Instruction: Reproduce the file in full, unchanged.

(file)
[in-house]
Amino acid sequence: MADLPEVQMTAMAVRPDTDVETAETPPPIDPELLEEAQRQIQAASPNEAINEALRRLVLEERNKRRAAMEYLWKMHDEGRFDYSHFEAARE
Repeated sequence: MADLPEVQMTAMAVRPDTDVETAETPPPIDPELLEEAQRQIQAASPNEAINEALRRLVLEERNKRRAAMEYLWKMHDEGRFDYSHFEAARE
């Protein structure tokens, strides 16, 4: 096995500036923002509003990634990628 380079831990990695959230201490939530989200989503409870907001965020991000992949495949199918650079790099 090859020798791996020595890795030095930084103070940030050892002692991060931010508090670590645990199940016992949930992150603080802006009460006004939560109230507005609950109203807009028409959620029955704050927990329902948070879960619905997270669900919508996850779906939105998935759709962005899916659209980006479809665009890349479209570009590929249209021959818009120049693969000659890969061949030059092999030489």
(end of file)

[in-house]
Amino acid sequence: MADLPEVQMTAMAVRPDTDVETAETPPPIDPELLEEAQRQIQAASPNEAINEALRRLVLEERNKRRAAMEYLWKMHDEGRFDYSHFEAARE
Repeated sequence: MADLPEVQMTAMAVRPDTDVETAETPPPIDPELLEEAQRQIQAASPNEAINEALRRLVLEERNKRRAAMEYLWKMHDEGRFDYSHFEAARE
């Protein structure tokens, strides 16, 4: 096995500036923002509003990634990628 380079831990990695959230201490939530989200989503409870907001965020991000992949495949199918650079790099 090859020798791996020595890795030095930084103070940030050892002692991060931010508090670590645990199940016992949930992150603080802006009460006004939560109230507005609950109203807009028409959620029955704050927990329902948070879960619905997270669900919508996850779906939105998935759709962005899916659209980006479809665009890349479209570009590929249209021959818009120049693969000659890969061949030059092999030489």